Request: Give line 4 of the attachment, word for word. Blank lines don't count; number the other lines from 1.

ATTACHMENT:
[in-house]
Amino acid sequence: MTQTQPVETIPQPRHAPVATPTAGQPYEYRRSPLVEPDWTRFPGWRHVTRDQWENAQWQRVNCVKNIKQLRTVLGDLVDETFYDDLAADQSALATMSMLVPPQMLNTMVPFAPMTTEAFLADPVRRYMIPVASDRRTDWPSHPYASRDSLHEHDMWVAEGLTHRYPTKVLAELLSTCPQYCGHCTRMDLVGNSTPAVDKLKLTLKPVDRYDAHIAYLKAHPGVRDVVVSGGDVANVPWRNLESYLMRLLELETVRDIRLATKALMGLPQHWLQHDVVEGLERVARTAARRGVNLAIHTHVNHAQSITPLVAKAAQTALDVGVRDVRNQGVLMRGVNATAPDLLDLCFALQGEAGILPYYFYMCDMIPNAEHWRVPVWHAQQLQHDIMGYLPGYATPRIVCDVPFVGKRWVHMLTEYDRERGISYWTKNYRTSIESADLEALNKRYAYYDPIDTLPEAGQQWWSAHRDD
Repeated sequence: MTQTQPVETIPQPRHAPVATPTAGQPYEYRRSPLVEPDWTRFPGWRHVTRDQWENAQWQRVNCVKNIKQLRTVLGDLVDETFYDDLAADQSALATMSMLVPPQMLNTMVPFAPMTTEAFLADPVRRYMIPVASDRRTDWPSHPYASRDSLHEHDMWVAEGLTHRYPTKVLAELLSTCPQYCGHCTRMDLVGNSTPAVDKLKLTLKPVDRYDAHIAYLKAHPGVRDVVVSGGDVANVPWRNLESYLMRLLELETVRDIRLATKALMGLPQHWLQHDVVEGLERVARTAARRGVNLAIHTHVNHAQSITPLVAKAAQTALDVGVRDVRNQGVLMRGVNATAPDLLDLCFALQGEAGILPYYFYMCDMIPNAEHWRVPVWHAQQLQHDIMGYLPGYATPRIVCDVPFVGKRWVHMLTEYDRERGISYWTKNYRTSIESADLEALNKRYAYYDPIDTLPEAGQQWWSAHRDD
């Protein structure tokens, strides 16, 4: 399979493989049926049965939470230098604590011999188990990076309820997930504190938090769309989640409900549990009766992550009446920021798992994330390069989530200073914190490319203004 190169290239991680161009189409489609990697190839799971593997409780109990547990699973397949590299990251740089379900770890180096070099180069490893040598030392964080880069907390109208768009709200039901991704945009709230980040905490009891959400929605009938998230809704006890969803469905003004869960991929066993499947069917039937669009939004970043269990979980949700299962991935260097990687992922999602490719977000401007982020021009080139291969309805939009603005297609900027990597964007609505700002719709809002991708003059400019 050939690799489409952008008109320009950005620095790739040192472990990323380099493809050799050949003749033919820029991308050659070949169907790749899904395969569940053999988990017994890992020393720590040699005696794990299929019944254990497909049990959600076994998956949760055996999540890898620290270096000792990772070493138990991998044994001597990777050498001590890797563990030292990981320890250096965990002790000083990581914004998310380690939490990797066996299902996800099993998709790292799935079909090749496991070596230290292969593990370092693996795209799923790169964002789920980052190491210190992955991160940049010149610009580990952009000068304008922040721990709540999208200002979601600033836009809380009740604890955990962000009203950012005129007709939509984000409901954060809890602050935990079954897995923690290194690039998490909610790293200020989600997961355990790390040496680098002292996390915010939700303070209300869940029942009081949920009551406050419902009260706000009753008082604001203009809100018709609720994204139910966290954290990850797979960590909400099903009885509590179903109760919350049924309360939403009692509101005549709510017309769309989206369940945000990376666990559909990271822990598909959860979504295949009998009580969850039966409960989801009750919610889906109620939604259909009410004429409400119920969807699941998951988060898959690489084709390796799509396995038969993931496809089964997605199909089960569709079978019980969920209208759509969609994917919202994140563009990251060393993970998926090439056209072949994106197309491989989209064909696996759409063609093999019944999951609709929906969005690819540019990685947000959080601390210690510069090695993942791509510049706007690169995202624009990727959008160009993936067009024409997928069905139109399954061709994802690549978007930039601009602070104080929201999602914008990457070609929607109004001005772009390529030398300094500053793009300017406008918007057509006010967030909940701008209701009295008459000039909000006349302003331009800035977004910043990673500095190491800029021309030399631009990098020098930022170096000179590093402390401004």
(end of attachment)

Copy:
């Protein structure tokens, strides 16, 4: 399979493989049926049965939470230098604590011999188990990076309820997930504190938090769309989640409900549990009766992550009446920021798992994330390069989530200073914190490319203004 190169290239991680161009189409489609990697190839799971593997409780109990547990699973397949590299990251740089379900770890180096070099180069490893040598030392964080880069907390109208768009709200039901991704945009709230980040905490009891959400929605009938998230809704006890969803469905003004869960991929066993499947069917039937669009939004970043269990979980949700299962991935260097990687992922999602490719977000401007982020021009080139291969309805939009603005297609900027990597964007609505700002719709809002991708003059400019 050939690799489409952008008109320009950005620095790739040192472990990323380099493809050799050949003749033919820029991308050659070949169907790749899904395969569940053999988990017994890992020393720590040699005696794990299929019944254990497909049990959600076994998956949760055996999540890898620290270096000792990772070493138990991998044994001597990777050498001590890797563990030292990981320890250096965990002790000083990581914004998310380690939490990797066996299902996800099993998709790292799935079909090749496991070596230290292969593990370092693996795209799923790169964002789920980052190491210190992955991160940049010149610009580990952009000068304008922040721990709540999208200002979601600033836009809380009740604890955990962000009203950012005129007709939509984000409901954060809890602050935990079954897995923690290194690039998490909610790293200020989600997961355990790390040496680098002292996390915010939700303070209300869940029942009081949920009551406050419902009260706000009753008082604001203009809100018709609720994204139910966290954290990850797979960590909400099903009885509590179903109760919350049924309360939403009692509101005549709510017309769309989206369940945000990376666990559909990271822990598909959860979504295949009998009580969850039966409960989801009750919610889906109620939604259909009410004429409400119920969807699941998951988060898959690489084709390796799509396995038969993931496809089964997605199909089960569709079978019980969920209208759509969609994917919202994140563009990251060393993970998926090439056209072949994106197309491989989209064909696996759409063609093999019944999951609709929906969005690819540019990685947000959080601390210690510069090695993942791509510049706007690169995202624009990727959008160009993936067009024409997928069905139109399954061709994802690549978007930039601009602070104080929201999602914008990457070609929607109004001005772009390529030398300094500053793009300017406008918007057509006010967030909940701008209701009295008459000039909000006349302003331009800035977004910043990673500095190491800029021309030399631009990098020098930022170096000179590093402390401004």